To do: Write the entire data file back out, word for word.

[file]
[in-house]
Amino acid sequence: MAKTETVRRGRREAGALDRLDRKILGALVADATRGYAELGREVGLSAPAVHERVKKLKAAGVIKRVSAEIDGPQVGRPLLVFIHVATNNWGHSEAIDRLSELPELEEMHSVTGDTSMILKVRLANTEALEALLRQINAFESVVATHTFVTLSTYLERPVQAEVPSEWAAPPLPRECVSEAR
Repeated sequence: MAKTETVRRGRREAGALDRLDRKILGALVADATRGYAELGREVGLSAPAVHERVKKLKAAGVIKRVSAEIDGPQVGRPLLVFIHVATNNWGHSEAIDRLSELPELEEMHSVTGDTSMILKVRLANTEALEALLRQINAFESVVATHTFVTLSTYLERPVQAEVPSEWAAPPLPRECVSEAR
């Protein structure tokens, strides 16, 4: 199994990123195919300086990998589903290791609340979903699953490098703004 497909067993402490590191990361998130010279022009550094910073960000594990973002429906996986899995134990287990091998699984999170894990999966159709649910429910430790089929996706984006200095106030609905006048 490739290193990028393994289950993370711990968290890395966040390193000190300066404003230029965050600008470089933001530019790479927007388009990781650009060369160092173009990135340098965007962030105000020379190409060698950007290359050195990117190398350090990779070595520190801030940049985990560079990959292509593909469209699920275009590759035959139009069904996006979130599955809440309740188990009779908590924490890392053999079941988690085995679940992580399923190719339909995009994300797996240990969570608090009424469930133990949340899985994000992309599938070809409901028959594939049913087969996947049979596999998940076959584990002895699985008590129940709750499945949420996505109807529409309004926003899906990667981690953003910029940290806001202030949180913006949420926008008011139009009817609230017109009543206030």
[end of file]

[in-house]
Amino acid sequence: MAKTETVRRGRREAGALDRLDRKILGALVADATRGYAELGREVGLSAPAVHERVKKLKAAGVIKRVSAEIDGPQVGRPLLVFIHVATNNWGHSEAIDRLSELPELEEMHSVTGDTSMILKVRLANTEALEALLRQINAFESVVATHTFVTLSTYLERPVQAEVPSEWAAPPLPRECVSEAR
Repeated sequence: MAKTETVRRGRREAGALDRLDRKILGALVADATRGYAELGREVGLSAPAVHERVKKLKAAGVIKRVSAEIDGPQVGRPLLVFIHVATNNWGHSEAIDRLSELPELEEMHSVTGDTSMILKVRLANTEALEALLRQINAFESVVATHTFVTLSTYLERPVQAEVPSEWAAPPLPRECVSEAR
């Protein structure tokens, strides 16, 4: 199994990123195919300086990998589903290791609340979903699953490098703004 497909067993402490590191990361998130010279022009550094910073960000594990973002429906996986899995134990287990091998699984999170894990999966159709649910429910430790089929996706984006200095106030609905006048 490739290193990028393994289950993370711990968290890395966040390193000190300066404003230029965050600008470089933001530019790479927007388009990781650009060369160092173009990135340098965007962030105000020379190409060698950007290359050195990117190398350090990779070595520190801030940049985990560079990959292509593909469209699920275009590759035959139009069904996006979130599955809440309740188990009779908590924490890392053999079941988690085995679940992580399923190719339909995009994300797996240990969570608090009424469930133990949340899985994000992309599938070809409901028959594939049913087969996947049979596999998940076959584990002895699985008590129940709750499945949420996505109807529409309004926003899906990667981690953003910029940290806001202030949180913006949420926008008011139009009817609230017109009543206030």